On the day after parliament took, in my view, the bizarre decision to junk the virtual world in favour of queueing for a kilometre to vote, I thought I would write about silence and isolation.  Less the self isolation that dominates our lives, but that other facet of the ‘new normal’ the sense of speaking into the void and wondering if anyone has heard you, and if they have, did they understand what you meant?

Recent exchanges in the House of Commons at PMQs between Boris Johnson and Keir Starmer exemplify this.  Despite the eerie silence of the House of Commons, they can generate considerable heat as they roll out from the chamber and across social media, government rebuttal and into our increasingly less isolated homes.

Many elements make up our political system, but the opportunity to challenge the government of the day is a cornerstone of delivering good policy and hopefully good policy outcomes.  PMQs is an important part of this.  But we are conditioned to see it as a bear pit where heat is as important as light.  Often the message is lost or the fault line in an argument missed beneath the braying support of one party or another.  Today’s PMQs, with more MPs in the chamber and more adrenaline flowing through the protagonists did nothing to dispel this view.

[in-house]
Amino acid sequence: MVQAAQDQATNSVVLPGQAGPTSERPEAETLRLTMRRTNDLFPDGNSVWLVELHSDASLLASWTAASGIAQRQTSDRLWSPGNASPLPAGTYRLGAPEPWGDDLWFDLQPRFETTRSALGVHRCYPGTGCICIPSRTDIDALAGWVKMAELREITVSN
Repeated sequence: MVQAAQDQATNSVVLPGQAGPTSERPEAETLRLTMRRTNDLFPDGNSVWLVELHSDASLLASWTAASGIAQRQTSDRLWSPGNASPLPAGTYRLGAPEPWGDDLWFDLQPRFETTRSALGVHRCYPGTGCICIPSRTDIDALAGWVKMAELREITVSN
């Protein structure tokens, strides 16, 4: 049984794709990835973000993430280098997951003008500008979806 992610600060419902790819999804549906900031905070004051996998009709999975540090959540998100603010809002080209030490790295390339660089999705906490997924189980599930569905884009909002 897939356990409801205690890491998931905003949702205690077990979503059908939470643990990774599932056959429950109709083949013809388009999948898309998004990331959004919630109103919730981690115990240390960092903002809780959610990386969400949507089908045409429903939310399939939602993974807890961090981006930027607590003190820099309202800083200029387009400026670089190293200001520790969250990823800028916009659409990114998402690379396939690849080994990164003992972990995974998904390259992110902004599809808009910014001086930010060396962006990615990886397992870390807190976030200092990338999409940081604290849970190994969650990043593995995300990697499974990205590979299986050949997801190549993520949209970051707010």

When PMQs takes place in near silence the dynamic changes significantly.  Without the whoop of support from colleagues you are left with a simple exchange between two people.  Like the German football matches currently being conducted in empty stadiums – there is something missing, and partisan supporters are just as important in Westminster as in the Bundesliga.  There’s no instant reaction, no chance to lift your side or influence the officials.  Those taking part can only imagine the reactions and emotions they are generating.  They don’t know if they are winning or losing in the eyes of the viewer.

But as the aftermath of PMQs showed, excitement is being generated through the power of ideas being explored, questioned and challenged.  Words and questions clearly spoken without interruption and received by wider audiences without a background of intense sound or the impact of physical supporters egging the protagonists on and nodding violently in agreement with all they say.

The challenge to communications professionals and all communicators during Covid remains as ever – to prepare, to have a clear strategy and to get the messaging right.  But although it’s not to everyone’s taste, I think the silence of isolation particularly at occasions like PMQs can mean that what is actually said takes on greater importance.  The decision to return more MPs to Parliament will help us test that hypothesis in real time.

Tim Read headshot

Tim Read is a director at Camargue

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